Response: The OSHA standards 1910.106 and 1910.107 apply to the scenario. NFPA 33 was revised in 2003, and that edition is the most current. As a matter of general information, we would point out that standards adopted by national standards-setting organizations do not automatically become OSHA standards. According to 29 U.S.C. §655(b), at the current time OSHA may adopt a standard only through notice-and-comment rulemaking. OSHA has adopted neither the NFPA 33-2000 nor the NFPA 33-2003 standards.
Question 6: Does the booth have to satisfy the NFPA 33 requirements for electrical, ventilation, and fire protection to fully comply with State requirements where those NFPA 33 standards are more restrictive than the 1910 standards? If NFPA 33 is not complied with, is this considered a violation by OSHA? If this were a violation, would OSHA issue citations for failure to comply with NFPA 33 (2000 edition)?
Response: If a state or local public safety agency or official, such as a fire marshal, enforces the NFPA 33 requirements for electrical safety, ventilation, and fire protection, your client would have to comply with them if they were equivalent to, or more protective than 1910.107. Furthermore, if your client is in Virginia, the company would be required to follow the occupational safety and health standards of the Virginia Department of Labor and Industry, which has an OSHA-approved state plan. Its standard on spray booths is the same as the federal standard, see 16 VAC 25-90-1910. For further information, you should contact the Virginia Department of Labor and Industry at:
C. Ray Davenport, CommissionerIf your client is in another state with an OSHA-approved state plan, you should contact the state occupational safety and health agency. Information on OSHA-approved state plans can be found in 29 CFR Part 1952.
Neither Federal OSHA nor state agencies with OSHA-approved state plans enforce NFPA 33. Federal OSHA enforces 1910.107 with respect to spray booths, and the state agencies enforce state standards which are the same as, or more effective than, the federal standard.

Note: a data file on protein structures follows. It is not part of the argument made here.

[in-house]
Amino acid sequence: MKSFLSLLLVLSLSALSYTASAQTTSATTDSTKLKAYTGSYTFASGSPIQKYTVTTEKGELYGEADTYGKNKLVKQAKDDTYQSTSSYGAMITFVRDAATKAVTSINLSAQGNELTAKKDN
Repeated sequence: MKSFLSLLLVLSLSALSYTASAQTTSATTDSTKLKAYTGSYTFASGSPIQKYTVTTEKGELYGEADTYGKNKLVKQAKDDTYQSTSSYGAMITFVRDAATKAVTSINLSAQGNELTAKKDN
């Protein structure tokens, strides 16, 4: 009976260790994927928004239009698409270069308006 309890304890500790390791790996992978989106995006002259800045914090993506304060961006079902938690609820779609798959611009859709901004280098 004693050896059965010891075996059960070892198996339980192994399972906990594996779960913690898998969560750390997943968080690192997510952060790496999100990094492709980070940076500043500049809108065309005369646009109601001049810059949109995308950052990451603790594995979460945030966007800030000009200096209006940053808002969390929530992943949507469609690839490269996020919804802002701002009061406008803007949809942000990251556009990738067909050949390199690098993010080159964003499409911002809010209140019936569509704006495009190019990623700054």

Question 7: Are applicable 1910 requirements for Scenario 1 retroactive to all spray booths?
Response: The requirements found at 1910.107 are applicable to all spray booths in which spray finishing is conducted using flammable and combustible materials, as definedin 1910.106(a)(18) and 1910.106(a)(19). The standards were first promulgated in 1971 and are applicable to all spray booths, regardless of the date of their manufacture.
Question 8: If OSHA considers that the NFPA 33 (2000 edition) standards apply and that they are enforceable standards for spray booths, are they retroactive to all spray booths?
Response: As stated earlier, OSHA does not enforce consensus standards. Because OSHA has a standard that addresses a particular situation, in this case 1910.107, that standard is what the Agency enforces.
Question 9: Does the paint storage room have to meet the requirements stipulated for "mixing rooms" in NFPA 33 (2000 edition), Section 6.3?
Response: An employer would be required to meet OSHA's requirements for mixing rooms which are found at 1910.107(e)(3).
Scenario 2: Refer to same Figures above. Assume the booth is to be used 3-4 times per week and 1+ gallons of flammable liquid paint are sprayed in an 8-hour period. Assume that the materials to be spray-painted consist of individual parts that have been removed from construction machinery and repaired. Assume the booth is located inside the room of a building. Assume the paint supply is stored in a separate enclosed room that is adjacent to the booth and which shares a common concrete block wall with the booth and which is inside the same building as the booth. Assume the paint is conveyed from the storage room to the booth through a fixed pressurized delivery system.